Any products should have known allergens clearly and separately listed, especially if they are sold in the EU.
Negative environmental impacts
When you spend time in the water, sunscreen will lose its effectiveness. This generally means that the sunscreen is coming off of (out out of your body in the case of chemical sunscreen) and into the water you are in.
Worryingly, a number of chemical sunscreens, have been proven to have damaging impacts on the environment, specifically bleaching of coral reefs. In fact, two of the most commonly used chemical blockers — Oxybenzone and Octinoxate — have recently been banned by the state of Hawaii due to the negative effects that they have on coral reefs. The small Republic of Palau has gone a step further in banning a total of 10 chemical sunscreen ingredients due to their toxicity to marine life and impact on bleaching coral reefs.
But, don't get too caught up in the hype around this. While there is some research in the lab showing sunscreen chemicals can bleach coral, in most instances in the environment the doses are far lower than lab tests, and the only damage seen is anecdotal; For example, a scientist saw coral bleaching where there were tourists, but it may have been caused by tourists accidentally walking on the coral, and not their sunscreen.
In any case, the damage sunscreen causes to coral reefs will pale in comparison to damage cause by global warming through warming sea temperatures, ocean acidification and so on. So if you are going to change one thing to help coral reefs, consider something that helps global warming before you change sunscreen.
So what about mineral sunscreens then?
Mineral sunscreens are the type that are often referenced when talking about natural sunscreen, and the two natural mineral blockers that commonly are used are Zinc Oxide and Titanium Dioxide. Not only are the ingredients different, but they interact very differently with your body compared to chemical sunscreen.
Mineral sunscreens work by sitting on the top layer of your skin creating a physical layer and reflecting the sun's rays off of your skin. This is why they will leave a slight whitening effect or colour on the skin. Since mineral blockers aren’t designed with one specific ray in mind, they are able to protect you against both UVB and UVA rays (see ‘Broad Spectrum’ above).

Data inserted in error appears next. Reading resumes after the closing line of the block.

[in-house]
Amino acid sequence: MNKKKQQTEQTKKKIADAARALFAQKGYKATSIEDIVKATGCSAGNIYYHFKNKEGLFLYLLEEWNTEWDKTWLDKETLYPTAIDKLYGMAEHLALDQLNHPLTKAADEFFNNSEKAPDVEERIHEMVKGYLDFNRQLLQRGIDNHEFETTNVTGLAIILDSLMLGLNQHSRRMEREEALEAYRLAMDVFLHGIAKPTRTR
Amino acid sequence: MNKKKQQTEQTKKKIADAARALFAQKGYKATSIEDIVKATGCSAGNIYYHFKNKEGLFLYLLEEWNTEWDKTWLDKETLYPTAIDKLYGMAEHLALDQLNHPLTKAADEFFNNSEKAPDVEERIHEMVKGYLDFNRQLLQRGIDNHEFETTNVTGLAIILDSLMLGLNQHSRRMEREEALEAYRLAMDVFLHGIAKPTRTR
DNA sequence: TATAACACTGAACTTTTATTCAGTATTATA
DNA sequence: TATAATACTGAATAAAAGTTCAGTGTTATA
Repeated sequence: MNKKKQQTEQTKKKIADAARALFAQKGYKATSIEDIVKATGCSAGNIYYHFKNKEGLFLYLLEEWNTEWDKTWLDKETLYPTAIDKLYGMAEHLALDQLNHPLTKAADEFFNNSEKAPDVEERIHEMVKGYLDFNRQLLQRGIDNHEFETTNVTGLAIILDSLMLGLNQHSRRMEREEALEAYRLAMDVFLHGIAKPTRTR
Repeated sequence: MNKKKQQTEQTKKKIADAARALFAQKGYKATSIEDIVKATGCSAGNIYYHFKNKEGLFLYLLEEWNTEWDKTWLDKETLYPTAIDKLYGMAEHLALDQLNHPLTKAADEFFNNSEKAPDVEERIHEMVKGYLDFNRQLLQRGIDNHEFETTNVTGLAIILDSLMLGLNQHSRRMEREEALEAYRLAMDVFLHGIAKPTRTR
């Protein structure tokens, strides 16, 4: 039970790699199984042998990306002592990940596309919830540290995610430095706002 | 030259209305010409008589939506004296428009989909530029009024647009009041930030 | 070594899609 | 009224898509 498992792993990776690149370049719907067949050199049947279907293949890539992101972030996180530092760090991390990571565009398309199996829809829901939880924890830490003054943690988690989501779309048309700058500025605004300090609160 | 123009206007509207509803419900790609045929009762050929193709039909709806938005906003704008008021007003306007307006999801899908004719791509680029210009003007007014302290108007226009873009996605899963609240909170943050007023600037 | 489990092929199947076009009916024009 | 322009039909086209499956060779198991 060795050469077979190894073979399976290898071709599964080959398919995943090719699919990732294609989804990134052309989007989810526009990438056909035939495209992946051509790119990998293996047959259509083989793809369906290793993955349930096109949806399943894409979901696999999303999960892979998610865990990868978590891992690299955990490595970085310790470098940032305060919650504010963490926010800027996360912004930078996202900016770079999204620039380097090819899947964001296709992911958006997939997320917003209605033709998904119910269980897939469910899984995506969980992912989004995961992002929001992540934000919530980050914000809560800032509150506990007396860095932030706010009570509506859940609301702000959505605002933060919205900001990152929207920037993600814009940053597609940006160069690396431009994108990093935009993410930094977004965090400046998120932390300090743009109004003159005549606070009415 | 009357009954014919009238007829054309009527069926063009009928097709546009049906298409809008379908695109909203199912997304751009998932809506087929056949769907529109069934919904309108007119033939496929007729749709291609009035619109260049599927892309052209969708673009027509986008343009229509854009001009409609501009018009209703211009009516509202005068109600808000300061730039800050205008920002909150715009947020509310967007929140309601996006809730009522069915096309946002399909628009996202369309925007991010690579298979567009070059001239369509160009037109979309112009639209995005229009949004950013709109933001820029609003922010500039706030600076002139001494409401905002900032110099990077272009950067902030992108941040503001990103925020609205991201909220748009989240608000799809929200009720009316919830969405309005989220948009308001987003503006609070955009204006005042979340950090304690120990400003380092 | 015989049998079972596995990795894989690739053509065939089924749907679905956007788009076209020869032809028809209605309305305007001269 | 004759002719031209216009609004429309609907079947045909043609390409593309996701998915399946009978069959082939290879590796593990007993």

What about impact to human health and the environment?
Minerals like zinc are naturally occurring, and indeed important for your general health. Many people take zinc supplements to boost their nail and hair health. There are also concerns about nano particles, but the studies are inconclusive. There is no difference in effectiveness between nano and non-nano at this stage.
Regarding the environment, some studies have found that nano particle zinc oxide can cause damage to coral reefs also, however the volumes required to do damage are far higher than other chemical sunscreens like Oxybenzone.
But buyer beware; some sunscreen companies may use zinc as a natural active ingredient but add in other ingredients such as chemical sunscreens Oxybenzone or even Paraffin — a petroleum byproduct used in many skin care products —but still calling it a 'Natural' sunscreen.
For example, one competitor of SETT’s claim to have “reef friendly, biodegradable sunscreen” then proceed to list Octinoxate as a key active ingredient, which is one of the most harmful substances to bleaching of coral reefs. You can judge for yourself if this is a ‘Natural’ product.
What about Vitamin D and sun exposure?
Vitamin D is required for healthy bones, improved blood pressure, and has also been associated with overall improvements in mood and sense of wellbeing. Some people take vitamin D supplements to try and achieve this, however the most common way for your body to obtain Vitamin D is through direct exposure to the sun. So, this leaves us with a conundrum; we need sun exposure to absorb Vitamin D but it can also lead to sunburn, and skin cancer.